Gamera: The Giant Monster


In 1965, in order to capitalize on the impressive success of Toho Studio’s Godzilla, Daiei Studios produced a rival to the titanic, atomic lizard in the shape of Gamera; a humongous, fire breathing turtle that also had similar political leanings (this time about the Cold War) but harboured a tremendous fondness for children. Obvious Michael Jackson jokes aside, the film went on to spawn 11 sequels over about a 40 year period despite never truly escaping the image that in Kaiju movie terms, Gamera was the awkward, underappreciated step-child to Godzilla’s heavyweight movie-star.
However, despite this being true to a certain extent (that turtle has some clunkers, that’s for sure), he’s still somewhat of a guiding light within the genre, if only for more for the giant monster connoisseur than a regular viewer with his future films displaying increasingly bizarre creature designs and plots.


Gamera: The Giant Monster plays things somewhat straight compared to some of the out-there scenarios that appeared with the towering turtle terror engaging in standard, if highly competent, city stomping shenanigans. During an aerial dog fight a plane is shot down over the arctic and the subsequent explosion frees an ancient monster that starts to rampage throughout the seas. The Inuits in the area identify it as Gamera, a terrifying creature from legend with mind blowing abilities and sure enough, it surfaces elsewhere to wreak further havoc on a lighthouse while a small boy watches. However, during the carnage, Gamera deliberately saves the boy from certain death and promptly sods off again leaving all and sundry to wonder if there isn’t more going on with the amphibian marauder. A plan is put in motion to neutralise the creature once and for all using the fact it consumes fossil fuels as a food resource to lure it onto a rocket bound for Mars (seriously), but can a plan that sounds like it came straight out of a crack pipe possibly succeed in the face of Gamera’s might?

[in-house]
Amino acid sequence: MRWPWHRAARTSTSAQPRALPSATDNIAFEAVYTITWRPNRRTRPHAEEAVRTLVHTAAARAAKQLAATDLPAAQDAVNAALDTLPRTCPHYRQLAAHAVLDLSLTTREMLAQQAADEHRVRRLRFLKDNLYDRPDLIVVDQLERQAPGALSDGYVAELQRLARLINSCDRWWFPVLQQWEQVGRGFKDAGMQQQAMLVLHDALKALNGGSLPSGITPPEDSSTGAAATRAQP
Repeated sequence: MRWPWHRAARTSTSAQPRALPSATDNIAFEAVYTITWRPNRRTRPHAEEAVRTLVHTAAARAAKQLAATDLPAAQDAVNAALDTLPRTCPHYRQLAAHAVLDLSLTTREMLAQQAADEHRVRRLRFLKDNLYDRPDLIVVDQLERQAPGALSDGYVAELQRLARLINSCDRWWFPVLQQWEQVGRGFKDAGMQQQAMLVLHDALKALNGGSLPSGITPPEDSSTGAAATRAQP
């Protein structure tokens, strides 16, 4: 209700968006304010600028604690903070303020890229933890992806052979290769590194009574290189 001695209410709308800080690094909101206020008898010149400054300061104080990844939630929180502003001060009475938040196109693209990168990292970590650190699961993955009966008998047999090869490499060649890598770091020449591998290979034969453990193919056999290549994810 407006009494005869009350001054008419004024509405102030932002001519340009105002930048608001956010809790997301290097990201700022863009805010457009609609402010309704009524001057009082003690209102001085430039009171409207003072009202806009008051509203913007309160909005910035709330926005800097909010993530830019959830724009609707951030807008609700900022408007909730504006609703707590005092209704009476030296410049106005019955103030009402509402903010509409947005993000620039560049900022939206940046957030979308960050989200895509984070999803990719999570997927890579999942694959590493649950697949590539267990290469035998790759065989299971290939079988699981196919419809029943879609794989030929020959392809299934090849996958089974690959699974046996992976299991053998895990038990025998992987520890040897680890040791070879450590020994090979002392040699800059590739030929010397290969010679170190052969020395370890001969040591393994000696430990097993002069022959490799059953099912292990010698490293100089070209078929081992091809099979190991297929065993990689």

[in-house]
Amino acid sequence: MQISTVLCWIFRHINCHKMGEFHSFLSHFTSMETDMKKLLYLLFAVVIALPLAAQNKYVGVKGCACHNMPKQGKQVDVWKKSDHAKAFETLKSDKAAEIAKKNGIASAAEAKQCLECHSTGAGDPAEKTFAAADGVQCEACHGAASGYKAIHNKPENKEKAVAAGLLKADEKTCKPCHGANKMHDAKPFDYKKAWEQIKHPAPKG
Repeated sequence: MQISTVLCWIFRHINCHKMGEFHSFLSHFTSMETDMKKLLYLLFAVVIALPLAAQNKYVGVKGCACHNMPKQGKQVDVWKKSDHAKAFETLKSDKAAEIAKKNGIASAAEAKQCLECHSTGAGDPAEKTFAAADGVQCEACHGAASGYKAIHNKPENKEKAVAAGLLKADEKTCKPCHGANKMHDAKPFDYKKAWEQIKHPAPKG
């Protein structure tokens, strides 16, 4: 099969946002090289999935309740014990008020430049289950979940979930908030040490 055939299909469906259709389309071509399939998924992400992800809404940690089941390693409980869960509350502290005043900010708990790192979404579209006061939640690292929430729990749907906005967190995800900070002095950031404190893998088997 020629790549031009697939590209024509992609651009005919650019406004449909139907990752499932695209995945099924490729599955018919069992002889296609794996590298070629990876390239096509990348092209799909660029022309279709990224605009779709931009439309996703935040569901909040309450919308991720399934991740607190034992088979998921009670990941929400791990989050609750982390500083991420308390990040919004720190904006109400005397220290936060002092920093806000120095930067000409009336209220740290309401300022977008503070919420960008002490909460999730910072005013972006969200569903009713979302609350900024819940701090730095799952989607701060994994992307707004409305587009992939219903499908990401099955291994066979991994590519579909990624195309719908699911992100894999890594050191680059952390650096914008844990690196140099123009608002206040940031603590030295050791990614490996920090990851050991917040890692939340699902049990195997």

Compared to everything that came before and after, Gamera is fairly basic stuff – monster is freed, monster wrecks stuff, humans use questionable science to defeat it – but there is just enough going on to make it rise above the basic norm. A healthy sense of the absurd (something the series embraced full on pretty damn quickly from here on) makes it stand out, not least a scene where the military hope to defeat Gamera by knocking him on his back and hoping he’ll starve because as he’s a turtle he won’t be able to get back up (behold: SCIENCE!) only to be stunned as he tucks himself back into his shell and takes flight like a spinning frisbee.
The rampaging scenes are high quality and surprisingly nasty (groovy teens who refuse to leave their swinging party are buried alive and Gamera openly roasts people alive in the streets with his fire breath) and the monster suit, while admittedly goofy looking – it IS a sabre toothed turtle after all – and looking like it played merry hell on the performers spine, is still good value for money.
The performances are pretty standard for this kind of thing (although the actors in English speaking American parts are so awfully subdued you’ll openly wonder if there was a gas leak in the studio) and there’s not a single character arc to be seen, unless you count a kid repeatedly stowing away on things in order to get closer to Gamera as an arc.



Above average for this kind of thing, Gamera’s debut still suffers when compared to Godzilla first appearance but still has enough going for it for it’s star to proudly come out of it’s shell.

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